D. No legislator or public officer or employee may request or receive, and no person may offer a legislator or public officer or employee, any money, thing of value or promise thereof that is conditioned upon or given in exchange for promised performance of an official act. Any person who knowingly and willfully violates the provisions of this subsection is guilty of a fourth degree felony and shall be sentenced pursuant to the provisions of [NMSA 1978, ]Section 31-18-15 [(2007, amended 2022)].

{5} Section 10-16-17, the penalty provision of the GCA, provides:

Unless specified otherwise in the [GCA], any person who knowingly and willfully violates any of the provisions of [the GCA] is guilty of a misdemeanor and shall be punished by a fine of not more than one thousand dollars ($1,000) or by imprisonment for not more than one year or both. Nothing in the [GCA] shall preclude criminal prosecution for bribery or other provisions of law set forth in the constitution of New Mexico or by statute.

B. The Underlying Cases in the District Courts

{6} We restate here the Court of Appeals’ succinct recitation of the facts in the four separate and unrelated underlying cases:

[Petitioner] Gutierrez

The State charged [Petitioner] Gutierrez with violating [S]ection[ ] 10-16-3(A)-(C) of the GCA, alleging he pursued an unwanted sexual relationship with one of his employees during the course of his work as county treasurer by repeatedly commenting on her physical appearance and offering to give her money and use his authority as treasurer to expunge a prior disciplinary write-up in exchange for sex. [Petitioner] Gutierrez filed three motions, which included a motion in limine, a motion to dismiss, and a motion pursuant to State v. Foulenfont, 1995-NMCA-028, ¶ 6, 119 N.M. 788, 895 P.2d 1329 (authorizing dismissal of a case in lieu of an evidentiary hearing or a trial on the merits where a case raises a purely legal issue). These motions made largely the same assertion—that the provisions of [S]ection[ ] 10-16-3(A)-(C) do not define or create criminal offenses, but instead are ethical principles intended to guide the behavior of public officials.

The district court granted [Petitioner] Gutierrez's motions and dismissed the indictment, reasoning that violations of [S]ection[ ] 10-16-3(A)-(C) were not crimes but “ethical considerations,” and that the grand jury indictment, therefore, “failed to allege the commission of a criminal offense.”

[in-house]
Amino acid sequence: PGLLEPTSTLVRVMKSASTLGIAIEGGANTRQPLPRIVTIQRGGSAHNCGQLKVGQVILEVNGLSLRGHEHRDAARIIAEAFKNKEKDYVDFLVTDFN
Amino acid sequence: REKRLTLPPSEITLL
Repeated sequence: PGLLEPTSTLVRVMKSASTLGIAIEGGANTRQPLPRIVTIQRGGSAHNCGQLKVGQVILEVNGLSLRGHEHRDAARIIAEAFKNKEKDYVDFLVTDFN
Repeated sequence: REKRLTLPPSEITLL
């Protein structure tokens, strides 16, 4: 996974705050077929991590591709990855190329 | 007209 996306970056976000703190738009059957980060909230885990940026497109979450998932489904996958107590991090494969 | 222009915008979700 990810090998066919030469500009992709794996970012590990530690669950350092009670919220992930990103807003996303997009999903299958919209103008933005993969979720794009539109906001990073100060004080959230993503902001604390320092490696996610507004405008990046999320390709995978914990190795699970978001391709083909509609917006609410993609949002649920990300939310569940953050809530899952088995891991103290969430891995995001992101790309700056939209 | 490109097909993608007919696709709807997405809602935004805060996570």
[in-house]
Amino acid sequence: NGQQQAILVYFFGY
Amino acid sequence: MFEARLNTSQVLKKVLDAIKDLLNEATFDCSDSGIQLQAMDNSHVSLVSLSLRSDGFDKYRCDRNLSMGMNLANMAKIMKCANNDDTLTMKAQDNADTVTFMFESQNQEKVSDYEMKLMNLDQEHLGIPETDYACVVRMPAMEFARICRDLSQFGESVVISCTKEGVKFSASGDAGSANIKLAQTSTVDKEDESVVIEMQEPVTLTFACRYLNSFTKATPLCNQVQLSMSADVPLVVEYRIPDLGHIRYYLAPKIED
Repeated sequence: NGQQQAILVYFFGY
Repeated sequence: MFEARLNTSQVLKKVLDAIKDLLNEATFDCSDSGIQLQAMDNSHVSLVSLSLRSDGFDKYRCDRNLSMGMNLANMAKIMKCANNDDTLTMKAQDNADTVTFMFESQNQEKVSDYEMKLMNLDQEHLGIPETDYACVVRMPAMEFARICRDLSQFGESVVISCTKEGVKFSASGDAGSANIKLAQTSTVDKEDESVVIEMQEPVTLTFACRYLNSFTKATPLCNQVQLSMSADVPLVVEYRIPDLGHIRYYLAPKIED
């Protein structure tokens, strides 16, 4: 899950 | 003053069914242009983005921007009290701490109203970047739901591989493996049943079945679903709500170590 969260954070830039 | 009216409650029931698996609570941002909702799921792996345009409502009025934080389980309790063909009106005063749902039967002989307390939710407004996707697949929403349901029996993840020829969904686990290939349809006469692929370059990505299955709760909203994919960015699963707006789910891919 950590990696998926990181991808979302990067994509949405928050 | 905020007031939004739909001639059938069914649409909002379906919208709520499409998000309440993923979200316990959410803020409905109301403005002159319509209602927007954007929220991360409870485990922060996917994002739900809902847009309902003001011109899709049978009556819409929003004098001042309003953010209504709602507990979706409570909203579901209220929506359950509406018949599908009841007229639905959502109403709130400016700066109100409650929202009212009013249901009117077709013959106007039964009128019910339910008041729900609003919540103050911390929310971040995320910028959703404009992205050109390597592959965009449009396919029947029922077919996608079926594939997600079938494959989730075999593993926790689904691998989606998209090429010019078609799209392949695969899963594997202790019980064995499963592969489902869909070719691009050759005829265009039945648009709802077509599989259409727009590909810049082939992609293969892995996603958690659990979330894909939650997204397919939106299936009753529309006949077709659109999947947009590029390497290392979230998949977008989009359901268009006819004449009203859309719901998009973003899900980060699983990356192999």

Gutierrez, 2020-NMCA-045, ¶¶ 4, 5, 472 P.3d 1260.

[Petitioner] Estevez

The State charged [Petitioner] Estevez, in relevant part, with violating [S]ection[ ] 10-16-3(A) and (B) of the GCA, alleging she attempted to use her position as district attorney to manipulate or intimidate officers who were investigating allegations that she improperly used a state vehicle for personal use. [Petitioner] Estevez filed a motion to dismiss these counts, arguing the GCA was unconstitutionally vague. The district court concluded that although Section 10-16-3 establishes “advisory guideposts setting forth standards of ethical conduct[,]” insurmountable ambiguities existed regarding its intended scope and the applicability of Section 10-16-17's provision for criminal penalties. As a result, the district court applied the rule of lenity and dismissed the charges.

Gutierrez, 2020-NMCA-045, ¶ 6, 472 P.3d 1260 (sixth alteration in original).

[Petitioner] Johnston

The State charged [Petitioner] Johnston, in relevant part, with violating [S]ection[ ] 10-16-3(A) and (B) based on allegations that, while acting in her capacity as a magistrate judge, [Petitioner] Johnston unlawfully recorded the communications of her colleagues and coworkers in secure areas within the Aztec Magistrate Court Building. [Petitioner] Johnston filed a motion to dismiss these charges, arguing that the subsections at issue set forth “aspirational provisions” rather than criminal offenses and are unconstitutionally vague. The district court dismissed the charges, concluding that even if Subsections (A) and (B) provided for criminal offenses, they were nevertheless void for vagueness.